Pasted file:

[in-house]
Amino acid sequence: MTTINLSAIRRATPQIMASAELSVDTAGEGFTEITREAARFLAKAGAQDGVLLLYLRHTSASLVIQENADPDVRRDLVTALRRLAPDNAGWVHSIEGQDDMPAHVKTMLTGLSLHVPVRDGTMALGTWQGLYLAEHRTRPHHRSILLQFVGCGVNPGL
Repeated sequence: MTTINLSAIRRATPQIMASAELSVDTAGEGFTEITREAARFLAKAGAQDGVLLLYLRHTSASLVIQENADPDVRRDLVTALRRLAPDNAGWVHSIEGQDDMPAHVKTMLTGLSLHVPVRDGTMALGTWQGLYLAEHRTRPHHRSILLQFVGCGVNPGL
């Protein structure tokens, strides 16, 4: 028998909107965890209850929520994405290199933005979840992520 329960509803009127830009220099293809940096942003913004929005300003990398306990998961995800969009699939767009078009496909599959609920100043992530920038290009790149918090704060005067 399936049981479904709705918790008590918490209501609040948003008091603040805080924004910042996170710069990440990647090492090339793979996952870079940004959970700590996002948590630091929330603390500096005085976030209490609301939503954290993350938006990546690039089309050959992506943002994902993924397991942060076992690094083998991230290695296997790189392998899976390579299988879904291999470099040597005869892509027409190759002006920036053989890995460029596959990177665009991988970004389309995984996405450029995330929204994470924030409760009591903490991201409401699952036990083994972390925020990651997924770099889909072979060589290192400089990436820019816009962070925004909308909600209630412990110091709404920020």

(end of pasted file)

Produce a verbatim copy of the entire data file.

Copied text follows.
[in-house]
Amino acid sequence: MTTINLSAIRRATPQIMASAELSVDTAGEGFTEITREAARFLAKAGAQDGVLLLYLRHTSASLVIQENADPDVRRDLVTALRRLAPDNAGWVHSIEGQDDMPAHVKTMLTGLSLHVPVRDGTMALGTWQGLYLAEHRTRPHHRSILLQFVGCGVNPGL
Repeated sequence: MTTINLSAIRRATPQIMASAELSVDTAGEGFTEITREAARFLAKAGAQDGVLLLYLRHTSASLVIQENADPDVRRDLVTALRRLAPDNAGWVHSIEGQDDMPAHVKTMLTGLSLHVPVRDGTMALGTWQGLYLAEHRTRPHHRSILLQFVGCGVNPGL
């Protein structure tokens, strides 16, 4: 028998909107965890209850929520994405290199933005979840992520 329960509803009127830009220099293809940096942003913004929005300003990398306990998961995800969009699939767009078009496909599959609920100043992530920038290009790149918090704060005067 399936049981479904709705918790008590918490209501609040948003008091603040805080924004910042996170710069990440990647090492090339793979996952870079940004959970700590996002948590630091929330603390500096005085976030209490609301939503954290993350938006990546690039089309050959992506943002994902993924397991942060076992690094083998991230290695296997790189392998899976390579299988879904291999470099040597005869892509027409190759002006920036053989890995460029596959990177665009991988970004389309995984996405450029995330929204994470924030409760009591903490991201409401699952036990083994972390925020990651997924770099889909072979060589290192400089990436820019816009962070925004909308909600209630412990110091709404920020």